Iraq and Gulf Analysis

Partial Election Results for 13 Governorates Released by IHEC

Posted by Reidar Visser on Sunday, 14 March 2010 18:37

After a good deal of dithering, including the release of erroneous numbers and a subsequent withdrawal, IHEC has now made available partial results for 13 governorates. This material has the advantage in that it is complete and not limited to the numbers of the front-runners only, thereby enabling an evaluation of changes in percentages since the local elections last year, as well as analyses of intra-list trends. For Basra and Anbar, released today in the evening, the material is quite substantial as well, with more than 50% of the votes counted… Full story here.

8 Responses to “Partial Election Results for 13 Governorates Released by IHEC”

  1. bb said

    The Dec 05 election is the more useful comparison.

    In 05 the UIA polled 87% in Maysan.
    In this election the INA plus Maliki polls 88%, virtually no differenence except that Maliki’s party takes 38% off the old UIA. Considering that Maliki’s Dawa only held 13 seats in the old UIA caucus, this is a major win for SOL.

    Also, Allawi’s party polled 4.3 in 05 and 5% here. A small increase.

    If these numbers are consistent the ISCI/Badr is being routed and the Sadrists are improving their position relative to ISCI but that’s about all. Quite a defeat for the religious parties, but they still have the potential to play “spoiler” roles.

  2. Reidar Visser said

    But you chose Maysan, which I think you Australians would refer to as “the outback”. On the other hand, compared with 2005, Iraqiyya has made great progress is places like Babel, Wasit, Baghdad and even Muthanna. They are however apparently at a standstill in Basra which is a bad sign for them.

    The Jan 2009 local elections is a useful point of comparison because it gives us the opportunity to track SLA-INA dynamics during 2009, which is not possible by relying on UIA statistics from 2005 (which even in the disaggregated format comes with plenty of caveats because of the closed-list system).

  3. The latest reports from Baghdad (60% of the vote counted) suggest Maliki’s lead has slipped a bit there, putting him on 35%, Allawi 315 and INA 22%. For the country as a whole, combined with the other data that has been released so far (on a count ranging from 15% of vote in ninewa to 67% in wasit), I estimate: Allawi 90 seats, Maliki 84 seats, INA 65 seats, Kurdistani List 36 seats, Goran 10 seats, Tawafuq might make 10, with 30 other seats split between, minorities, Unity of Iraq, the Islamic Kurdish parties and other small parties. I would put an uncertainty of at least +/- 5 seats into the tallies for the main parties (particularly as its based on, for example, only 15% of the votes for Ninewa), so the difference between Maliki and Allawi is still within the margin of error.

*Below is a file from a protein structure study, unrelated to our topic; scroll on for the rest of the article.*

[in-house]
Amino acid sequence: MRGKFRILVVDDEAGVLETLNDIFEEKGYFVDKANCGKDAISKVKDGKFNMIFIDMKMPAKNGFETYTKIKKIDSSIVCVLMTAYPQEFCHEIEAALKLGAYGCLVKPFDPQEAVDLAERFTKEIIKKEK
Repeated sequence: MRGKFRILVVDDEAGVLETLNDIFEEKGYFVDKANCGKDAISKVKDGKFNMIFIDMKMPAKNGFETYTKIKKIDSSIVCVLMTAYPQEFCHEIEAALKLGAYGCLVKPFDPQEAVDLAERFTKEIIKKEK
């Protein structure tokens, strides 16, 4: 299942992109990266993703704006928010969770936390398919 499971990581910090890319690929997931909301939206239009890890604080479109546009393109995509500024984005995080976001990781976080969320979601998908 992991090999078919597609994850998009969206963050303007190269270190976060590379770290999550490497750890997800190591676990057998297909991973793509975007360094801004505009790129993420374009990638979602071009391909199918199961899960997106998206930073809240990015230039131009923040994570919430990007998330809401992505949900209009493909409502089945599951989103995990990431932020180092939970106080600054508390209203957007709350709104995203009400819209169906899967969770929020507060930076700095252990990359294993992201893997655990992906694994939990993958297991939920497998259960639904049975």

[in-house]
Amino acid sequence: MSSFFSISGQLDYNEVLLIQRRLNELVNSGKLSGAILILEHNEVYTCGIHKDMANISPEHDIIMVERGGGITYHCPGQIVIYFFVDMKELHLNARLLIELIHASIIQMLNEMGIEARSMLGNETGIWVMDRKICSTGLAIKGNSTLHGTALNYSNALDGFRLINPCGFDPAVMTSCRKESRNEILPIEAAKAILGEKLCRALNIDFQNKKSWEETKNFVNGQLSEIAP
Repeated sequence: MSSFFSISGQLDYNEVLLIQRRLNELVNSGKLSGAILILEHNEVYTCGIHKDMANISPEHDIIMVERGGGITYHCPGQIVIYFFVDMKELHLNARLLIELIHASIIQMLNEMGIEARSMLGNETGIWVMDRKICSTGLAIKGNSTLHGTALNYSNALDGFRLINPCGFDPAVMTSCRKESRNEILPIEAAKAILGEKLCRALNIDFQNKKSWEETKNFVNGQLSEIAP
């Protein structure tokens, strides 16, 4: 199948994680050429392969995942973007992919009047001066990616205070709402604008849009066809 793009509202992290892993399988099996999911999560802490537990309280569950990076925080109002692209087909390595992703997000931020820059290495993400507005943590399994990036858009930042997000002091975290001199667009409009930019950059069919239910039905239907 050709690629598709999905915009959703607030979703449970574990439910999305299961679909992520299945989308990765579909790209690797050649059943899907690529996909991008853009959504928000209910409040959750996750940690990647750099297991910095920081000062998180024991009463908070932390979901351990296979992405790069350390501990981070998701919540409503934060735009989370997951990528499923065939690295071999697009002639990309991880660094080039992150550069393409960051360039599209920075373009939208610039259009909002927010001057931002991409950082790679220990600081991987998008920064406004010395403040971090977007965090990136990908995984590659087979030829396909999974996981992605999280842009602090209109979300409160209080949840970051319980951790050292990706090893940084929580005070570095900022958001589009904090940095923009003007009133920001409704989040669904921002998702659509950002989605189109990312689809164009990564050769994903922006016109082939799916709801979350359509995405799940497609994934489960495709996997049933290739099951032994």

4. Reidar Visser said

    Thanks Justin, it appears new numbers are coming out from Baghdad as we speak so very soon we can have estimates based on 66% of the vote nationwide. In general, I do think it is worth waiting for the IHEC lists even if they take a while to materialise. In contrast to the media reports that only list the front-runners and a few others, they give the full picture and the correct percentages. Today I updated the article at with newly released IHEC figures to replace the four governorates that were based on Iraqi state television, and in some of the governorates the change was a couple of percent, which could be significant.

  5. bb said

    I looked at Maysan because you chose it!

    Yes, in Babel and Muthanna Iraqiyya has improved by about 4% on 2005.But not in Baghdad! On present figures the 2005 Accord+Hiwar+Allawi vote has dropped from 36.3% to 26%.

    Big winner in Baghdad appears to be Maliki who has on the face of it grabbed a fair slice of the 05 Accord/Allawi/Hiwar vote.

    In 2010 the UIA got 56.5% compared with 66% at the moment split 39/27 between Maliki and INA. Ergo Maliki so far has taken more than half the old UIA vote and 10% of old Accord/Allawi/Hiwar vote.

    Very much caution against using the provincial elections as the comparison because national elections are fought on different issues than state elections – for eg national security is a much bigger issue for voters. Also, because in the main the closed/open list factor only affects choices within the lists, not between them.

    btw Maysan=outback is very good! Goes for Dhi Kar too. I loved Rory Stewart’s book and recommend it to anyone who hasn’t read it.

  6. Reidar Visser said

    Tawafuq (“Accord”) has nothing to do with Iraqiyya. Tawafuq is Tawafuq. In the 18%-count for Baghdad it had no more than 1.5 percent, but its Sunni electorate is strongly enclave-based and its share may go up as more votes are counted.

  7. Reidar, I agree it’s worth waiting for the IHEC. Frustratingly its website seems to be down at the moment – is anyone else having any luck accessing it? I’m resisting modifying my model with the new partial results now beginning to appear in the Iraqi media (e.g. Iraqiya TV is clearly missing info on the Kurds in second place in its stated results for 62% of the vote in Ninewah which puts: Allawi 363,435 votes; Tawafuq 2nd with 36,968 votes, INA third with 21760)

  8. Reidar Visser said

    IHEC was down and I thought they were adding new data but it still had the same old lists when it came online again. For what it may be worth, rates of counting were reported by IHEC at a press conference today as follows (average reported at 66%), with promises of an 80% partial result tomorrow.

    بغداد 60%، دهوك 60%، اربيل 63 %، سليمانية 75%، نينوى 63%، كركوك 68 %، ديالى 62%، الانبار 78%، بابل 60%، كربلاء 60%، واسط 88%، صلاح الدين 62%، النجف 63%، القادسية 59%، المثنى 75%، ذي قار 72%، ميسان 59%، البصرة %84%

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